Have you fallen “in love” and much further into the relationship found a few flaws in your partner’s character or behaviors that you judged to be show-stoppers? Did the person you thought you would likely spend the rest of your life become the person with whom you could not imagine spending another night? An answer of “yes” is not uncommon, and for some feels like a regular response when they jump from relationship to relationship hoping to find the right one for them.
Why the common pattern? I would wager that the relationship demise is not attributable to any one person changing, but instead the inevitable collide of non-negotiables. For those not familiar with the terminology, non-negotiables are those attitudes, personal characteristics, and behaviors that are incompatible with a person’s expectations in how his or her partner should conduct themselves within and outside the relationship.
When people don’t take the time to define their relationship non-negotiables, they can’t evaluate their dating partner against them early in the dating process. Without an understanding of objective non-negotiables, the “love” chemicals dominate their thinking and rationalization. As the chemicals fade, the issue of non-negotiables naturally come to the forefront. I encourage everyone, regardless of age, to have a list of non-negotiables, even if they change based on accumulated learnings and experiences.
You may be sold on the concept but unsure of what qualifies as non-negotiables. First, there are no right or wrong, better or worse answers. Second, the list should be rooted in core values and deep-seated preferences. My husband had only two for the woman he would marry: (1) high self-confidence, and (2) a shared faith and love for the God he served. He felt he could work with anything else. On the other hand, my list was much longer and included: (1) never lay a hand on me, (2) be a financial provider for the family, and (3) maintain a family life where no one walks on egg shells. Although the list is short, the conversations are long with regards to unpacking what each of these looks and feels like in daily life.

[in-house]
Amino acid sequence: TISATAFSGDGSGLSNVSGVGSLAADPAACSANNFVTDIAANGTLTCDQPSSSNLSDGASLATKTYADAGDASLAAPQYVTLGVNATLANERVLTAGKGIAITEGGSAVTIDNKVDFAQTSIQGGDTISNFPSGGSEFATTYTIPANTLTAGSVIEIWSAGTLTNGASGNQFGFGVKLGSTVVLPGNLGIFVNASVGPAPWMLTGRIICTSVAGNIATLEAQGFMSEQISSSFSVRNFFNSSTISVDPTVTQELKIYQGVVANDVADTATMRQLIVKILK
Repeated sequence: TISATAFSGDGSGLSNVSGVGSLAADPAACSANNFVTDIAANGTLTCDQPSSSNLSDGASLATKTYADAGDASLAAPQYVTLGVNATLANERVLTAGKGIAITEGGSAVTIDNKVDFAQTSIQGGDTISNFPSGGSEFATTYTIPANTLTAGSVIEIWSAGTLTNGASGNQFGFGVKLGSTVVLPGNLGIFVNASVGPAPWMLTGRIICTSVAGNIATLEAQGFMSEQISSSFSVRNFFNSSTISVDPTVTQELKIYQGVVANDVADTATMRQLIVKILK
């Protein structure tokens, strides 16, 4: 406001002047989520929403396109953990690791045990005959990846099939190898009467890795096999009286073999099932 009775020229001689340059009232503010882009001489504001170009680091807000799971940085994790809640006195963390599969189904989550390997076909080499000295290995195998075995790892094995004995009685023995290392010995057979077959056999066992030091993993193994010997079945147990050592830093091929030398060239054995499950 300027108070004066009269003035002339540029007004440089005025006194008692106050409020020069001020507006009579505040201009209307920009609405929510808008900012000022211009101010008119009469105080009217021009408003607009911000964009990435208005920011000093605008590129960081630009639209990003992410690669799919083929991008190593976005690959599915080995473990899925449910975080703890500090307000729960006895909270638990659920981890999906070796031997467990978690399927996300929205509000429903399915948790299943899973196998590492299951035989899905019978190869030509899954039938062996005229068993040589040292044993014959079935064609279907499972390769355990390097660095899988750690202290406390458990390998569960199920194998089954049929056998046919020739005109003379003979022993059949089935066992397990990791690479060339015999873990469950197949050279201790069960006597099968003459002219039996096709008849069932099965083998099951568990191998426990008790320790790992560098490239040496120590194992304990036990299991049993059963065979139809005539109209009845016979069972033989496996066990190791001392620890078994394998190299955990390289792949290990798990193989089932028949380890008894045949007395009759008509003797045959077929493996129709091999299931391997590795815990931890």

As you may suspect, many of our non-negotiables were derived from prior experiences that left a prominent mark in how we expected to live our lives in the future. The list encompassed what we determined was intolerable or a “must-have.” If you have not yet written your list, I encourage you to carve out the time to create one. Although there are no minimum number, if you find yourself with a grocery list of non-negotiables, you may be describing wants and not just non-negotiables.
About the Author: Sandra Dillon is a professional leadership coach with an extensive background in premarital and marriage coaching, education, and mentoring. She coaches individuals, and couples, as well as facilitates relationship workshops. She has a passion to help people experience outstanding marriages and relationships. You can learn more about Sandra by visiting her website www.shinecrossings.com